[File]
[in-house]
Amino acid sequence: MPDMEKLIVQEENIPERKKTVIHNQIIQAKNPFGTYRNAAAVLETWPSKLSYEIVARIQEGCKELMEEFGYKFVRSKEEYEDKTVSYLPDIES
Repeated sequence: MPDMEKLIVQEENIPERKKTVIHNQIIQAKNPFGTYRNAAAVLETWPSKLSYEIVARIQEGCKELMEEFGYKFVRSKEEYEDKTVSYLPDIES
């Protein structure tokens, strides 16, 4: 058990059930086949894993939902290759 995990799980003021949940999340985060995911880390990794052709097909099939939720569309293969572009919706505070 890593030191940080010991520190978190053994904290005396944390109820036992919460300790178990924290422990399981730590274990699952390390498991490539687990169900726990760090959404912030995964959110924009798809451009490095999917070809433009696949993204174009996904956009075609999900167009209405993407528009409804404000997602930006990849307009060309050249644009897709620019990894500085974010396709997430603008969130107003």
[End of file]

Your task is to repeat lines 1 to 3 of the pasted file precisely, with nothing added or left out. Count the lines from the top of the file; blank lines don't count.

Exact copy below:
[in-house]
Amino acid sequence: MPDMEKLIVQEENIPERKKTVIHNQIIQAKNPFGTYRNAAAVLETWPSKLSYEIVARIQEGCKELMEEFGYKFVRSKEEYEDKTVSYLPDIES
Repeated sequence: MPDMEKLIVQEENIPERKKTVIHNQIIQAKNPFGTYRNAAAVLETWPSKLSYEIVARIQEGCKELMEEFGYKFVRSKEEYEDKTVSYLPDIES